meter shunts for 1 amp and 0.2 amps

meter shield


input tuned circuits/sense band switch/enclose in sheild

toggle switches right to left:
1. hi/lo power
2. PC power supply on
3. filament on
4. hv on
5. amp bypass

The plate tuning cap has a problem. I thought it was about 300 pf. Seems it is less than half that value. It will not tune below 6 mhz with the existing tank coil. It IS perfect for 40 meters and up and has wide plate spacing. I want to keep it and the tank coil because they will be ideal for when I upgrade the amp to higher power.

I have a fixed value vacuum cap. Adding the vacuum cap allows tuning across the 80 meter band by adding six turns to the tank coil. Will try that. Will switch that in and out internally with a strap. Not part of the band switch.

Turns out that the vacuum cap is only 110 pf. The lower value capacitance requires the addition of windings to the coil which I did not want to do. Ended up using five 850 style caps in parallel for a total of 120 pf which works just fine. The vacuum cap was too large anyway.

New Amp What is Left

Not much left to do. Most parts are available, their locations identified and mounting holes drilled and de-bured.

Things needing attention as follows:

Antenna change over relay. Intend to use two SPDT 12 volt relays. One on the RF deck, the other at the input connector. All connections done with coax.

Band switching input circuits. Need to ensure the input is a match to 50 ohms on all bands. Don’t want a second band switch or input tuning control. Need to sense band selected by main band switch position and automatically select the proper input circuit. Needs to be designed around relays and optical sensors.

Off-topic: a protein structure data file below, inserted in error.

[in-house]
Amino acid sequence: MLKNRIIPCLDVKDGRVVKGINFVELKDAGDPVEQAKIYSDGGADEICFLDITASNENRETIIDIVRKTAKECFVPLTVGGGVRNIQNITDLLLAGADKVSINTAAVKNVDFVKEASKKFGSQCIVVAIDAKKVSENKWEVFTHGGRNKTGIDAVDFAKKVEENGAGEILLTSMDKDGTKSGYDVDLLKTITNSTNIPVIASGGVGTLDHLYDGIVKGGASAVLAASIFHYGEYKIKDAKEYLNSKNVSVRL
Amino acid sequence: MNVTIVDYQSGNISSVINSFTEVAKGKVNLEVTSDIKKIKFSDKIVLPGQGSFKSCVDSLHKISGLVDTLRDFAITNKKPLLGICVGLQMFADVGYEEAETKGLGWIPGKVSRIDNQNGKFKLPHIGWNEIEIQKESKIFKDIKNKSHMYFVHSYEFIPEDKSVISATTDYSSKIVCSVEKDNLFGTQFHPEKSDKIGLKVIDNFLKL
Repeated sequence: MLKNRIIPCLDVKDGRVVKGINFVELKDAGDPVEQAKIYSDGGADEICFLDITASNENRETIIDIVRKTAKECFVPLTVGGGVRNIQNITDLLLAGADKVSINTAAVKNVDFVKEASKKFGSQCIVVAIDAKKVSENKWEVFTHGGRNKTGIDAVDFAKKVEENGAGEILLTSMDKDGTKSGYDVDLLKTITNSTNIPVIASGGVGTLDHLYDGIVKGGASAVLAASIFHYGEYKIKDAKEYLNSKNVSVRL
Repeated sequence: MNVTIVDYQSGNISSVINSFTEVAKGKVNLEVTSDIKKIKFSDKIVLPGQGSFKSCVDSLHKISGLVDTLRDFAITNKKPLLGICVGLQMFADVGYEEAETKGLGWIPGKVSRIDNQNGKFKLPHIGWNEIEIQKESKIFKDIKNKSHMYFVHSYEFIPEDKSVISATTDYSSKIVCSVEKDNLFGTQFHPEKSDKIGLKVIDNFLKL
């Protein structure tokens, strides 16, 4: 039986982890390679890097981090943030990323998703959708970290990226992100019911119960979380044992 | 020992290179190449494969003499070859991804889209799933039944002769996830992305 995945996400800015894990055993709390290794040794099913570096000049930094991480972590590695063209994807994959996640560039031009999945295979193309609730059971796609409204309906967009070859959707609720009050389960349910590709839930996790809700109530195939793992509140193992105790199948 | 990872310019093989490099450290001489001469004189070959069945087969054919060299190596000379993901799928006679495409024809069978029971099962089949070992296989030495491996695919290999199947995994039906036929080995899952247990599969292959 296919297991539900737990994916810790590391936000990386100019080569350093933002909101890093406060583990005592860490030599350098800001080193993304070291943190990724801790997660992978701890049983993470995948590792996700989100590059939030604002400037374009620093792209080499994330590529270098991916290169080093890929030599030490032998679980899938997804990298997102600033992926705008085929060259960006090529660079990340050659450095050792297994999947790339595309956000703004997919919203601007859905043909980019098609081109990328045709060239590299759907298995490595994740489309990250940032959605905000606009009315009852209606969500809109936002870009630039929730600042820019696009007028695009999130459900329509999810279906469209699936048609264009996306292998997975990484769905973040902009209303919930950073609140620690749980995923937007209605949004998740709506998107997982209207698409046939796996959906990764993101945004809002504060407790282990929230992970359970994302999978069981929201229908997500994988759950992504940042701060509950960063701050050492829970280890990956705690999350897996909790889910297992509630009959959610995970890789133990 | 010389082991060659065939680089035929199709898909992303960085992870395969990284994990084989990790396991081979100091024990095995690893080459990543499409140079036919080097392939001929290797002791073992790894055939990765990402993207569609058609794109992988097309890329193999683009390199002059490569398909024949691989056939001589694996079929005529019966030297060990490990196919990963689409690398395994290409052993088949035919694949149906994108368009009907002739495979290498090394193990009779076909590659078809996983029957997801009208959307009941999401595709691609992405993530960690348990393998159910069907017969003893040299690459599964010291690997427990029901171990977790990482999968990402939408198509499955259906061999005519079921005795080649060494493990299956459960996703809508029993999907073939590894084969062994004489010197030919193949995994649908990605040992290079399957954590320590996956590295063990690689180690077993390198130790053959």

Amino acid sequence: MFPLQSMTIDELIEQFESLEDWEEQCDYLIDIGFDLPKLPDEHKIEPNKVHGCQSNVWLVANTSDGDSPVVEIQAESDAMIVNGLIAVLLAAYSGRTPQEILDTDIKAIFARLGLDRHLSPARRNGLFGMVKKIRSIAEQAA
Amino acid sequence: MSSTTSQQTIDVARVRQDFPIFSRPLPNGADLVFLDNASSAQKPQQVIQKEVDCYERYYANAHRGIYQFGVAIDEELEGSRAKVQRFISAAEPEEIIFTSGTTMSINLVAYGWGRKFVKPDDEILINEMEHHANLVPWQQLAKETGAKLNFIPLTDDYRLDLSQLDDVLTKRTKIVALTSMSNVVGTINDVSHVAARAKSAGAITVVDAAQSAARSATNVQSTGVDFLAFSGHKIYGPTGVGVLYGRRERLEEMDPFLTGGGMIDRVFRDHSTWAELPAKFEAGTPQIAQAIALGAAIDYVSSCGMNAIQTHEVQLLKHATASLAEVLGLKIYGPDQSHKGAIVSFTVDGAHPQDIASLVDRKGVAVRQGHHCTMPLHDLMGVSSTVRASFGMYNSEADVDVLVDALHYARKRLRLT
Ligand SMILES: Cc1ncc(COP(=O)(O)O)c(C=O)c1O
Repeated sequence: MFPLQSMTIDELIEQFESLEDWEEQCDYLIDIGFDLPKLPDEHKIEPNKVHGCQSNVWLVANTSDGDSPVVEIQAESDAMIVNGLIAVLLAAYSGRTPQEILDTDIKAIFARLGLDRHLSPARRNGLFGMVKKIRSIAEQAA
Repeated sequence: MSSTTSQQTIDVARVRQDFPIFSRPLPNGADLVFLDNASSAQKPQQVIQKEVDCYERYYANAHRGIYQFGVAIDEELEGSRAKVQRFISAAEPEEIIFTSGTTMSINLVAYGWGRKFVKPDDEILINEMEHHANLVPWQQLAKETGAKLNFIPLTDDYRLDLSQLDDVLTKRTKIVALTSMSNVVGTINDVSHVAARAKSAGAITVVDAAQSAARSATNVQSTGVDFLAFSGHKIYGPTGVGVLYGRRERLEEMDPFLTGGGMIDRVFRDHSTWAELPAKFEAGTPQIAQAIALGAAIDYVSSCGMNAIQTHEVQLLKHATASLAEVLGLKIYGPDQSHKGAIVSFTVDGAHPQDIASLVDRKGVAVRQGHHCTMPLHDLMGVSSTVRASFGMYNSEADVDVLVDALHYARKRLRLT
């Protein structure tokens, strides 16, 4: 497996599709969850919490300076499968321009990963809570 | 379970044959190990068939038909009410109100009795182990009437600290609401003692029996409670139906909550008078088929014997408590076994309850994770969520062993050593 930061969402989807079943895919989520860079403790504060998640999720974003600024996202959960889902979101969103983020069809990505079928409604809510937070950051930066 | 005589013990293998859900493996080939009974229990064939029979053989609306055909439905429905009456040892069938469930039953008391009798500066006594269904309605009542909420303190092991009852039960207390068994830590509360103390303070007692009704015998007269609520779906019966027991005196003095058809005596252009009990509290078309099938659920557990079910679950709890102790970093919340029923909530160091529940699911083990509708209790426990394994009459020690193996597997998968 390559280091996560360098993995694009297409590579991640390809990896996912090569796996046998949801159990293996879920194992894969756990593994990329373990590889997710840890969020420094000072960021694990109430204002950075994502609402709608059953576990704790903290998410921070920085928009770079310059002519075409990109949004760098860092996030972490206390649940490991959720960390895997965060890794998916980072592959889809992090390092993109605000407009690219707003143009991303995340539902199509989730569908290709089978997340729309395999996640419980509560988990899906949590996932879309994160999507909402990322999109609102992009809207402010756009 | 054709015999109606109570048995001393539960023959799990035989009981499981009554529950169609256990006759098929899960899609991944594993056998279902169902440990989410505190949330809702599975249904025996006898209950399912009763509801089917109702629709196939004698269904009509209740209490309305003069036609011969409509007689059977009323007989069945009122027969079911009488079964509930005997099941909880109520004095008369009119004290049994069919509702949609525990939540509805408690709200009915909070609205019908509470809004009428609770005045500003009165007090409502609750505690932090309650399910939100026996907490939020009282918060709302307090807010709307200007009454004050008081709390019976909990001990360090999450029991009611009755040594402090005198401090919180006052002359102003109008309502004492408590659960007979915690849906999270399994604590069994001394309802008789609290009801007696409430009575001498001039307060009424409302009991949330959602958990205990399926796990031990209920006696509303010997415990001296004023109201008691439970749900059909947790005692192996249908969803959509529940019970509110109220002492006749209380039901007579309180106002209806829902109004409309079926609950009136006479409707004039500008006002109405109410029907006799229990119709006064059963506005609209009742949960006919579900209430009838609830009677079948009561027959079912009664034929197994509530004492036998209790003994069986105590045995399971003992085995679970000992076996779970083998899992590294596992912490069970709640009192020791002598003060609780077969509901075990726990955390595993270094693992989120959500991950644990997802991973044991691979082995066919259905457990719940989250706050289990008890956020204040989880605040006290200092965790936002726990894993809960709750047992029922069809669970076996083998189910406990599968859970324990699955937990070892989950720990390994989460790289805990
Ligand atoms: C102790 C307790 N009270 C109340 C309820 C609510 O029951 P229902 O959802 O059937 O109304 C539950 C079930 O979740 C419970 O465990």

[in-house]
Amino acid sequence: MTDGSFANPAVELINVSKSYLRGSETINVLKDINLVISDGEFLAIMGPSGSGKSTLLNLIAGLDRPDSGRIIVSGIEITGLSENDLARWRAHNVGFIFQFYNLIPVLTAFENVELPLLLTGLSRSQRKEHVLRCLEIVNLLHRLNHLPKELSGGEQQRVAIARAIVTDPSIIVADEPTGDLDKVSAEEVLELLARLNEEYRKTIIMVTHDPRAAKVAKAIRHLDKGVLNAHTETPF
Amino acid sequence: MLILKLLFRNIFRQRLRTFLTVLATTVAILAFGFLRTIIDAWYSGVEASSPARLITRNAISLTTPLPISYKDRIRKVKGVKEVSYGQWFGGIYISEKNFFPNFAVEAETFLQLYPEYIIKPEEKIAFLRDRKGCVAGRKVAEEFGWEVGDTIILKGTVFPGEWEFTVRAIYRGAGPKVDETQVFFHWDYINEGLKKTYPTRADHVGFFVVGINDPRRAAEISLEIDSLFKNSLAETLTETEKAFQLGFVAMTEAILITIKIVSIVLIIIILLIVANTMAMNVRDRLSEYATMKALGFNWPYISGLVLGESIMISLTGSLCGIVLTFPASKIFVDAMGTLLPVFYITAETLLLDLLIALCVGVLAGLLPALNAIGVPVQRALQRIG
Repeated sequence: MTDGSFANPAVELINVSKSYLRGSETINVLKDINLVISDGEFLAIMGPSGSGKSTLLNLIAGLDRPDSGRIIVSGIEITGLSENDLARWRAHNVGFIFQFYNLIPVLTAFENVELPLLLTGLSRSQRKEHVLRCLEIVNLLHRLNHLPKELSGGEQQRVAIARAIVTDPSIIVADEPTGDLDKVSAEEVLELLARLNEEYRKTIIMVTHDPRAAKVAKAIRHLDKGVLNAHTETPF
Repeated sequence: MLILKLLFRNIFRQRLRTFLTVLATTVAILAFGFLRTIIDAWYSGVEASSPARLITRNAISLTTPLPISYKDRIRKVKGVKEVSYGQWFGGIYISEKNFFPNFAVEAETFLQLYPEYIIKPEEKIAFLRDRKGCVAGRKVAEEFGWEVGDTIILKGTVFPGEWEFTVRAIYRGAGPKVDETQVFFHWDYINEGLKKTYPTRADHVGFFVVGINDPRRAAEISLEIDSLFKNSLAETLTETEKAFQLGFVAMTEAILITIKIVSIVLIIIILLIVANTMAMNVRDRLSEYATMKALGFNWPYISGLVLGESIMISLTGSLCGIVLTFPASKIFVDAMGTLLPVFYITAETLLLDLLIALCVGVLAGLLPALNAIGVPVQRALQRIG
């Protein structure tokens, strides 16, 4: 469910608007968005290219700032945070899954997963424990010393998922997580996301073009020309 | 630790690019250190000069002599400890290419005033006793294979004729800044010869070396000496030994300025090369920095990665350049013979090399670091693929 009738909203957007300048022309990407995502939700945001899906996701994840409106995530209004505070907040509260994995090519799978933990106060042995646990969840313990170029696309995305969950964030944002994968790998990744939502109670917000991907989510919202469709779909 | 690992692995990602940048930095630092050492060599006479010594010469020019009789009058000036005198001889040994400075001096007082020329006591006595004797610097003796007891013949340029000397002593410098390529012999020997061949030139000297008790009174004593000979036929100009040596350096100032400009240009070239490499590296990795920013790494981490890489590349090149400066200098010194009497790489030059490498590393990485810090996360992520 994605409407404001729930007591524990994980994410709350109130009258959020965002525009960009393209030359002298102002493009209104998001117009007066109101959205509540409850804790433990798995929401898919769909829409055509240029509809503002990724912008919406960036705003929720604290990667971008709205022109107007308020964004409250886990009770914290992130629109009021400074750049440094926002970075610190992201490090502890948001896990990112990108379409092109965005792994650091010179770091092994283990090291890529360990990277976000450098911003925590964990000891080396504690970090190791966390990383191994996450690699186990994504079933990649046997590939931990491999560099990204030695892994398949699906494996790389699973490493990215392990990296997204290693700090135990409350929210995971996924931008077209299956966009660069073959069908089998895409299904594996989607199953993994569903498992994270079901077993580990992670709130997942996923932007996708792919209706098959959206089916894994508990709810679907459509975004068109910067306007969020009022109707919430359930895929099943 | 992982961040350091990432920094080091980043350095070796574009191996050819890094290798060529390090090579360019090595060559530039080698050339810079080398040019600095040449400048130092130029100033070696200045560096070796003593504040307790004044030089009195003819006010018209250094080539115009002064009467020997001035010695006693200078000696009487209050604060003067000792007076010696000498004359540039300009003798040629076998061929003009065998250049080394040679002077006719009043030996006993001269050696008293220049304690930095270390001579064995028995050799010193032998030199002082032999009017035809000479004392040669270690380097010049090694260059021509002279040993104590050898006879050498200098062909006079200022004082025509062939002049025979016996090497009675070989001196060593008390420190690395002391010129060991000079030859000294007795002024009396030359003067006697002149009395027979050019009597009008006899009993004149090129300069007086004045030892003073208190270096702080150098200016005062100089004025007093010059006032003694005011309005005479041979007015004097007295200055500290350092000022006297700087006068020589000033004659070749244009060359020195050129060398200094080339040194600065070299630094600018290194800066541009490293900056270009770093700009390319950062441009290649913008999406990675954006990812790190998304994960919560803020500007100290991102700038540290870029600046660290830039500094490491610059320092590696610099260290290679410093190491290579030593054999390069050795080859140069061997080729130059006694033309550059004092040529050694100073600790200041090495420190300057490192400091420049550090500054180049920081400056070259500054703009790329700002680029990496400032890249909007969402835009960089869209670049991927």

Install band switch and locate coil taps.

Build and install plate supressor chokes. One choke per tube. Don’t do what Collins did on the 30L1.

Install input and output connectors.

Install shields between RF deck and power supply sections. Part of shield needs to be perforated to allow exhaust air flow. DONE

Install and wire up control switches and pilot lights. DONE

Controls and lights as follows:

Toggle switch for starting PC supply
Toggle switch for HI/LO power
Toggle switch for filament
Toggle switch for HV
Toggle switch for amp bypass

Indicator for PC supply (12v)
Indicator for Filament NO
Indicator for HV NO
Indicator for amp active

Rear panel:

Yellow LED for +12v
Red LED for +5v
Fuse Holder for +12v external
Fuse Holder for +5v external

Universal Linear Amplifier Design

Primary Features

The grids are directly grounded.

Uses cathode bias generated by a series string of forward biased diodes

Fused cathode circuit. Fuse and diodes paralleled with high value resistor to provide cutoff bias should the fuse fail.

Both primary power leads are fused.

Soft start limits inrush to 5 amps for filament and plate supplies. Inrush can be limited further by increasing current limiting resistor values.

Makes use of computer power supply to provide 5 and 12 volt relay control voltages and auxiliary power for exciter. The computer power supply fan exhausts hot air from the cabinet.

A computer power supply empty shell is used for additional fan cooling and safe housing of the high voltage rectifiers and filters.

Filament transformer is rated at 400 watts.

Plate transformer is rated at 2kw and selectable 1000 or 1200 vac secondary via primary taps.

All band capability.

Equivalent to the 30L1 when using 811 tubes.
(Plate supply is robust enough to properly run a quad of 572s in a 30L1 configuration).

Equivalent to the SB-220 when using a pair of 3-500 tubes.

Equivalent to the Loudenboomer when using a single 3-500 tube.